We’ve seen huge traffic to FT Edit this week from users looking to understand more about the collapse of Silicon Valley Bank, the wobbles at Credit Suisse, and whether there could be a wider banking crisis.
So we turned to Robert Armstrong, the FT’s US financial commentator and lead writer of the Unhedged newsletter, for his take on what to keep an eye on over the next few weeks.
(And if you want more of Rob’s insight, you can sign up for Unhedged here — it’s free for 90 days.)
By Robert Armstrong in New York
A difficult week in banking is ending, but it is not a happy ending. As of this writing (midday Friday New York Time) shares in Credit Suisse and First Republic are down 9 and 17 per cent, respectively. This despite efforts to restore liquidity — and therefore confidence — in the two banks, undertaken by the Swiss National Bank on the one hand and a consortium of the largest US banks on the other.
It would be an exaggeration to say that we are in a banking panic, but nerves are on edge. One indicator of this: a historic surge in US banks tapping the Fed’s “discount window” for cash. Last week, discount window lending passed $150bn, a level not seen even in the great financial crisis.
This does not mean that lots of American banks are insolvent, but it does mean they are taking extraordinary action to make sure they will not become so should jumpy depositors demand their money.
Two things to watch over the weekend and into next week. First, observe the delicate dance performed by bank executives, financial regulators and politicians, who want to provide reassurance but don’t want to make it appear as if a lot of reassurance is necessary. If there are no statements over the weekend, that is probably a good sign.
Next, in Europe, while the public watches Credit Suisse’s stock price, insiders will be watching the bank’s credit default swaps — the price to insure its debt — which have spiked. European and Swiss regulators can likely prevent an outright collapse, and the bank’s core Swiss banking institution may march on. The tough question is, after this latest in a long series of blows to the bank’s reputation, its global wealth management and investment banking operations are viable businesses any more. Who will now place their savings with CS? Who will trade with them?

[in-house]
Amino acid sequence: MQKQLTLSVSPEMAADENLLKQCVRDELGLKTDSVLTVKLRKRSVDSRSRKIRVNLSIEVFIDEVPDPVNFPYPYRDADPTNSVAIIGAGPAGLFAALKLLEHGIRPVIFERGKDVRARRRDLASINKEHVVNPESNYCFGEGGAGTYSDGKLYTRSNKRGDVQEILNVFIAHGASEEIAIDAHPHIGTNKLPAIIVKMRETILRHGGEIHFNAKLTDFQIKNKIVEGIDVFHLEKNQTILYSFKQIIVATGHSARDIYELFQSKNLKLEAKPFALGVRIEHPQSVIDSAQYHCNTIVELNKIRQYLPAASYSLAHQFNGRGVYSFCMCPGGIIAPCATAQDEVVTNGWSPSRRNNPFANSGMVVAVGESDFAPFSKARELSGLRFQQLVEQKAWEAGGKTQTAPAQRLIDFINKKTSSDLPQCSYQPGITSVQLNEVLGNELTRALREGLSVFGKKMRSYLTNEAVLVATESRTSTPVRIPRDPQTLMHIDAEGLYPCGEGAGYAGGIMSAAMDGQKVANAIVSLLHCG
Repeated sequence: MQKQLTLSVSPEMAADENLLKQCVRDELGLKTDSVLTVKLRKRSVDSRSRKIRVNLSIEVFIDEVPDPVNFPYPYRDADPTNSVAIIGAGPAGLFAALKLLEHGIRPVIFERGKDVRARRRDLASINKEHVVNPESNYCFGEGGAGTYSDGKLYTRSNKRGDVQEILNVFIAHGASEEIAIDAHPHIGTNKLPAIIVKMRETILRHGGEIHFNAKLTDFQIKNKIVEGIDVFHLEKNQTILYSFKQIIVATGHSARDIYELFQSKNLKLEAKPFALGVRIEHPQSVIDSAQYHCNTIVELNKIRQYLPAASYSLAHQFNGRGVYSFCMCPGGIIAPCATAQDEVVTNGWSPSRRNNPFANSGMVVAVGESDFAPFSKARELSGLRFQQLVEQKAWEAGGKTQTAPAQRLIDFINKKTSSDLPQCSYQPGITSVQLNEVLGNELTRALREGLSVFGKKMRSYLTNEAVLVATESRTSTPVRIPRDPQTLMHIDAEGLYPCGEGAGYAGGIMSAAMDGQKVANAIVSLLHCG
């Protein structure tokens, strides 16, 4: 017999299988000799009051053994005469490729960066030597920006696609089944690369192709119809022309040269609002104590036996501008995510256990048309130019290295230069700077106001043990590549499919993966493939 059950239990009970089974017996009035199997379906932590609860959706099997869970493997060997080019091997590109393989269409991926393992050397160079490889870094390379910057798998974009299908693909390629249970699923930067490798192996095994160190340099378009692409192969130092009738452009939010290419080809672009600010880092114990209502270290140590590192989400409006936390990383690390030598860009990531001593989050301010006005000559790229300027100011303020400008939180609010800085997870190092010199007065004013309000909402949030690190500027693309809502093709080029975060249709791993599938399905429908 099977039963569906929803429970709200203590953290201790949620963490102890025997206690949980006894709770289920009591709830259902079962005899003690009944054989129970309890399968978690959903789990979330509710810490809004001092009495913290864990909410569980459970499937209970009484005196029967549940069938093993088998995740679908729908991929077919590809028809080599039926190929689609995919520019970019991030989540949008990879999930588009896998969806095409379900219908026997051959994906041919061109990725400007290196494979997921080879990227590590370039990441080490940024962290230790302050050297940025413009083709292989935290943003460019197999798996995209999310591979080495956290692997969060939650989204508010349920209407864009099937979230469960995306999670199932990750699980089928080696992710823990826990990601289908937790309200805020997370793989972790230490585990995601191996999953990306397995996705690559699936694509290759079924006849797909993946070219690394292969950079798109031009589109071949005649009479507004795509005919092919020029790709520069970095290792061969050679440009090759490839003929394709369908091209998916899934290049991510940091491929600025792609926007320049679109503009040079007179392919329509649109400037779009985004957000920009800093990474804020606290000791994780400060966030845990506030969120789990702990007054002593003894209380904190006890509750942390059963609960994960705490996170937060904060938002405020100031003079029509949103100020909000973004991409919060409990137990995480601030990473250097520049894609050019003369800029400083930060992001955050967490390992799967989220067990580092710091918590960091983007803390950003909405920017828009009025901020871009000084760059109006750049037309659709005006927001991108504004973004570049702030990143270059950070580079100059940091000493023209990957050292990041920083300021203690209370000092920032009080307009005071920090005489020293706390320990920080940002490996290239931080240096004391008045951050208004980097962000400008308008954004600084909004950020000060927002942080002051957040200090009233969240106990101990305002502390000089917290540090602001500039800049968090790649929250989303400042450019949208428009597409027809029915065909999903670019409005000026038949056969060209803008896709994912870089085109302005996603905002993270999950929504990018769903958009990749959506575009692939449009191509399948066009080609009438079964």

It’s going to be a fascinating week.
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• John Burn-Murdoch had two very striking pieces in FT Edit this week. The first was about smartphones and a mental health crisis in kids. As a parent of smartphone-aged children, it made for disturbing reading and there is no obvious solution in sight. But the second piece, on an aversion to apartment living in English-speaking countries, was really baffling. Why are the US, UK, Australia and others so committed to houses rather than apartments?
Malcolm Moore (@malcolmmoore)
Editor, FT Edit
• In March last year Oleg, a Russian theatre director in a remote corner of Siberia, received a government request for his actors to record video statements in support of the Ukraine war. He refused — but this was only the start. The requests grew bigger, then they turned into demands, then threats. He quickly found himself navigating an Orwellian minefield of censorship and self-censorship and agonising, near-daily moral reckonings. Oleg’s story is just one of many in Polina Ivanova’s harrowing, humbling tale of the persecution and purges that have decimated Russia’s cultural scene. It is a story that had me asking myself, at every turn, what would I have done?
Deputy editor, FT Edit (@HannahRockFT)
• This was the week when phrases like “excess liquidity” and “unrealised losses” entered into the vernacular. Silicon Valley Bank, now known by all as “SVB,” cratered after the insular tech companies it served hastened the second-largest bank collapse in US history. It’s hard to choose just one article from a week of juicy scoops and interviews from FT’s well-sourced newsroom. If you want to understand how the bank’s rapid decline was actually two years in the making, the spectacular unravelling of the tech industry’s banker tells the story best.
US editor, FT Edit (@CarynAWilson)
Millionaire populations dropped by 12 per cent in New York, 14 per cent in Hong Kong, and 15 per cent in Moscow last year as the rich were driven out by over-regulation, high taxes and hostilities. From These three global cities are pulling ahead
Behind the Money — If you want to understand why Silicon Valley Bank’s collapse is different from the 2008 financial crisis, Behind the Money explains it all.
Weekend pod — Poet Ben Okri talks about the power of poetry, including his moving poem on the Grenfell Tower fire and the intersection of fiction and non-fiction writing.
Working It — The news lately has been dominated by lay-offs at tech companies. The Working It podcast takes a look at how lay-offs happen and whether there’s a better way.
This week the British chancellor Jeremy Hunt unveiled the government’s latest Budget. One of the sectors that will be getting a big injection of cash is childcare. This video reveals the pitfalls of the current, complicated system and asks how it might be fixed.
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